Warning: SPOILERS ahead for The Book of Henry (and Star Wars)
The Book of Henry director Colin Trevorrow has offered a more detailed explanation for a comment he made about the movie being a "carbon copy" of Star Wars Episode IV: A New Hope - and it actually kind of makes sense.
On the face of it, the two movies don't seem that similar. The Book of Henry was Trevorrow's follow-up to Jurassic World, and starred Naomi Watts as a single mother raising two boys, one of whom is a child prodigy called Henry (played by Jaeden Lieberher). When Henry discovers that the girl who lives next door is being abused by her stepfather he tries to help her - but to no avail. Then, rather abruptly, Henry dies of a brain tumor. He leaves behind a notebook with step-by-step instructions for his mother to murder the abusive stepfather and get away with it, and she decides to carry out the plan.
Back in April, Thor screenwriter Zack Stentz tweeted to Trevorrow that he was "ride or die" for Book of Henry, which was a box office flop and was torn apart by critics. Trevorrow responded, "Someday we’ll get drunk and I’ll lay out how that movie is a carbon copy of A New Hope. My favorite bar trick for fellow story nerds." In a recent interview, SlashFilm asked Trevorrow if he could explain the "carbon copy" comment for the story nerds of the internet, and Trevorrow obliged:
"[Star Wars] is a foundational myth. It’s a noble ghost story. Where a character lives on after death in order to guide a hero to find their strength and defeat ultimate evil. And structurally... The way that I look at movies, I do see Avatar and Titanic and Jurassic World [as] very similar movies. Henry was Obi-Wan Kenobi. And he died in the middle. And he left a set of instructions on how to take out the Death Star where Darth Vader was holding a Princess captive. And at the very end, when he had the target in his sights, he had to remember his training. Guided by this ghostly voice. And then Han Solo comes in with the Rube Goldberg machine and gives him the moment. And ultimately the Princess saves herself."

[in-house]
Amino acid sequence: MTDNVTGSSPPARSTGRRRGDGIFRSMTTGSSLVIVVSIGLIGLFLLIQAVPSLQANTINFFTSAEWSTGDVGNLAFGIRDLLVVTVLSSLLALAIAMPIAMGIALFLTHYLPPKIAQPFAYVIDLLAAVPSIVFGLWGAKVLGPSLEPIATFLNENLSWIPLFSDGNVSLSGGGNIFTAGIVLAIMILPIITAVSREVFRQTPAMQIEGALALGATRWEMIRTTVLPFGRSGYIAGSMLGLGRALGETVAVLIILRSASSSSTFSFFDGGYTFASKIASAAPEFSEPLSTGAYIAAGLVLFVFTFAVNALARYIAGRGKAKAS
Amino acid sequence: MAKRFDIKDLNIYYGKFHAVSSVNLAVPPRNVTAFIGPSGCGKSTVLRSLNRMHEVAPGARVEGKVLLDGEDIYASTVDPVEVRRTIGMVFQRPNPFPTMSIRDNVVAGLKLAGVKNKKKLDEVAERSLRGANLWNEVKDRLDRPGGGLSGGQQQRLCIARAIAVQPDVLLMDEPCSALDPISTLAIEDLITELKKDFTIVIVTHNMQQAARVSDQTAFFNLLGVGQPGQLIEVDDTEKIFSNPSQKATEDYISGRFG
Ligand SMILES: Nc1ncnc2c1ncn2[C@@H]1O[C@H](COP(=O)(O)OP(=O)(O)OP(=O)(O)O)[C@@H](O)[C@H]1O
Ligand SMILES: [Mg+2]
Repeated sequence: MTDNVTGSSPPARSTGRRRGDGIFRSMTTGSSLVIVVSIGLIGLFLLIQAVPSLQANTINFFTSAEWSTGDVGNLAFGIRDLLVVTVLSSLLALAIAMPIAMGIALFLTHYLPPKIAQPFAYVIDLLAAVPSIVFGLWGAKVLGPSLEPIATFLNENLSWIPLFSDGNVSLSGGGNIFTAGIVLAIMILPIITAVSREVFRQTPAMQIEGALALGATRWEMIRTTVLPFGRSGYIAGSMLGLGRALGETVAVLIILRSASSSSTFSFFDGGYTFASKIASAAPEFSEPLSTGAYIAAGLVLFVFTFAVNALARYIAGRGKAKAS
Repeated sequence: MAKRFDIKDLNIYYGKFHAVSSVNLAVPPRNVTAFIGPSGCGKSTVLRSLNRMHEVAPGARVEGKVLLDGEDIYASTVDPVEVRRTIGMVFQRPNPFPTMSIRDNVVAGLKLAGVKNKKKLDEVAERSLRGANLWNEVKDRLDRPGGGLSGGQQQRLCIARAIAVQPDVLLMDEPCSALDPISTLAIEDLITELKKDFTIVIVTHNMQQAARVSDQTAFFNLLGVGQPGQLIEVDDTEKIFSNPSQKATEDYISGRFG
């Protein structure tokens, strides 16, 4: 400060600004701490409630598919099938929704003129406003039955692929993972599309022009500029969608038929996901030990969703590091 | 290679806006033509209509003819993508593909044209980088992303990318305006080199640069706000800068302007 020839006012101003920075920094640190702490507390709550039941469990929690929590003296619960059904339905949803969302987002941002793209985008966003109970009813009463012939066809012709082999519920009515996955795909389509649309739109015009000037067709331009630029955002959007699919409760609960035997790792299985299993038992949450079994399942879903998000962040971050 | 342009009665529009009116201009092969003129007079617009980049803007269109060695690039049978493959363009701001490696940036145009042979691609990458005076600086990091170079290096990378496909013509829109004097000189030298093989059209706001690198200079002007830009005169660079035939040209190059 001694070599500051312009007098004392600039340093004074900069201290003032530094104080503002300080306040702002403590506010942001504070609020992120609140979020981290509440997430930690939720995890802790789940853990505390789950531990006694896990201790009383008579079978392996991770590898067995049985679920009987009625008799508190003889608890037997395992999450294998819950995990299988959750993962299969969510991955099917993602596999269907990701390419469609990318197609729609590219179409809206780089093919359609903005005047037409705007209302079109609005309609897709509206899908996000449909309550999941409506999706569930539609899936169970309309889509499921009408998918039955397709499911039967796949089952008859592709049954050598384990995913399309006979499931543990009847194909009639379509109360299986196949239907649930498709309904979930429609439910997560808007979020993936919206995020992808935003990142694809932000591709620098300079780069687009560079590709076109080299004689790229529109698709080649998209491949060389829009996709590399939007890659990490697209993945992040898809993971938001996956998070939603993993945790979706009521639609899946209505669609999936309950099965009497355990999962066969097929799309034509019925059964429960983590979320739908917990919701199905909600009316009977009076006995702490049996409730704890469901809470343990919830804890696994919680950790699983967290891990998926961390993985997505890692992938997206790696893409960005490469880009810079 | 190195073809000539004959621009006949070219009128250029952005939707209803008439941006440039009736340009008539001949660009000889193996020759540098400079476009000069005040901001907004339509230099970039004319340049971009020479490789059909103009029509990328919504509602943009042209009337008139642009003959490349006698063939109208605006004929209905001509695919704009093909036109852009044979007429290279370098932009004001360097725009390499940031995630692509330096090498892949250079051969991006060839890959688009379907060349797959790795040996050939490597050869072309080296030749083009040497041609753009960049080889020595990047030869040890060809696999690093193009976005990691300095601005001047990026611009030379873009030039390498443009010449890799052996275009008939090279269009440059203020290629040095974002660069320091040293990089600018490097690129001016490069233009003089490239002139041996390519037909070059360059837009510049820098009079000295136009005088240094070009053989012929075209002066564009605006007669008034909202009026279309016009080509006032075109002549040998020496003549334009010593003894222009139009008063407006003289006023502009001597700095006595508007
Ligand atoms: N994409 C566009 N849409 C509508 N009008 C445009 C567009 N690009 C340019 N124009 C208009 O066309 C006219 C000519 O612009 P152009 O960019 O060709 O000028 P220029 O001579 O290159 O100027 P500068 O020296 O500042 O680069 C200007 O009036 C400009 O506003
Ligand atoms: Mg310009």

While it's easy to scoff at his claim of Book of Henry being a 'carbon copy' of A New Hope, it's not actually that far-fetched. Most Hollywood movies are structurally very similar - so much so that screenwriting books can tell you the exact point in the movie when the protagonist will be spurred into an adventure, and the point when they should experience a devastating defeat followed by a triumphant recovery, and so on. Perhaps the most famous breakdown of classic storytelling structure is Joseph Campbell's The Hero's Journey, and Trevorrow argues that Star Wars (which itself is a classic example of the Hero's Journey) is a monomyth in its own right: "I think that in the same way that we use Joseph Campbell as a foundational myth for so long, we’re now gonna start using Star Wars as a foundational myth to tell other stories."
Trevorrow was at one point set to direct the closing chapter of the current Star Wars trilogy, Star Wars: Episode IX. However, in September 2017 Trevorrow was let go from the project, and Star Wars: The Force Awakens director J.J. Abrams was brought in to replace him. Still, at least Trevorrow (sort of) got to make his very own version of Star Wars.
More: The Book of Henry Review
- Star Wars 9 / Star Wars: The Rise of Skywalker (2019) release date: Dec 20, 2019